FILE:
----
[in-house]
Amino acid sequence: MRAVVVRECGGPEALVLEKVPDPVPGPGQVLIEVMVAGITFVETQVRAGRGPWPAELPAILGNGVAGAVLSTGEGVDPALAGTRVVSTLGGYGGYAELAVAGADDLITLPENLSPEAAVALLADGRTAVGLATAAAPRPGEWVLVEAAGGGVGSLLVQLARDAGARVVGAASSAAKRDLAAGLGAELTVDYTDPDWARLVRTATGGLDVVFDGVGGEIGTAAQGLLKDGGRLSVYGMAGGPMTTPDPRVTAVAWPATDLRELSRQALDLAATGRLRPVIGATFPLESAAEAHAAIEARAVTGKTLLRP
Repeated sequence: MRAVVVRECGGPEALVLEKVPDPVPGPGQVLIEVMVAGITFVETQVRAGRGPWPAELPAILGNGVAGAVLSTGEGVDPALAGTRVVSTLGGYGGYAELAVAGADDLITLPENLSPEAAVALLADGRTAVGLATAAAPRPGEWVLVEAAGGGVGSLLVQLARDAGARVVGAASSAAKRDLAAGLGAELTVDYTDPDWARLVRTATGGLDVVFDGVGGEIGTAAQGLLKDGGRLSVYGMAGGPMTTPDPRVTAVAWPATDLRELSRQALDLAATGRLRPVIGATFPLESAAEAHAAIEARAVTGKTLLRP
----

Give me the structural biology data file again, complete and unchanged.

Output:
[in-house]
Amino acid sequence: MRAVVVRECGGPEALVLEKVPDPVPGPGQVLIEVMVAGITFVETQVRAGRGPWPAELPAILGNGVAGAVLSTGEGVDPALAGTRVVSTLGGYGGYAELAVAGADDLITLPENLSPEAAVALLADGRTAVGLATAAAPRPGEWVLVEAAGGGVGSLLVQLARDAGARVVGAASSAAKRDLAAGLGAELTVDYTDPDWARLVRTATGGLDVVFDGVGGEIGTAAQGLLKDGGRLSVYGMAGGPMTTPDPRVTAVAWPATDLRELSRQALDLAATGRLRPVIGATFPLESAAEAHAAIEARAVTGKTLLRP
Repeated sequence: MRAVVVRECGGPEALVLEKVPDPVPGPGQVLIEVMVAGITFVETQVRAGRGPWPAELPAILGNGVAGAVLSTGEGVDPALAGTRVVSTLGGYGGYAELAVAGADDLITLPENLSPEAAVALLADGRTAVGLATAAAPRPGEWVLVEAAGGGVGSLLVQLARDAGARVVGAASSAAKRDLAAGLGAELTVDYTDPDWARLVRTATGGLDVVFDGVGGEIGTAAQGLLKDGGRLSVYGMAGGPMTTPDPRVTAVAWPATDLRELSRQALDLAATGRLRPVIGATFPLESAAEAHAAIEARAVTGKTLLRP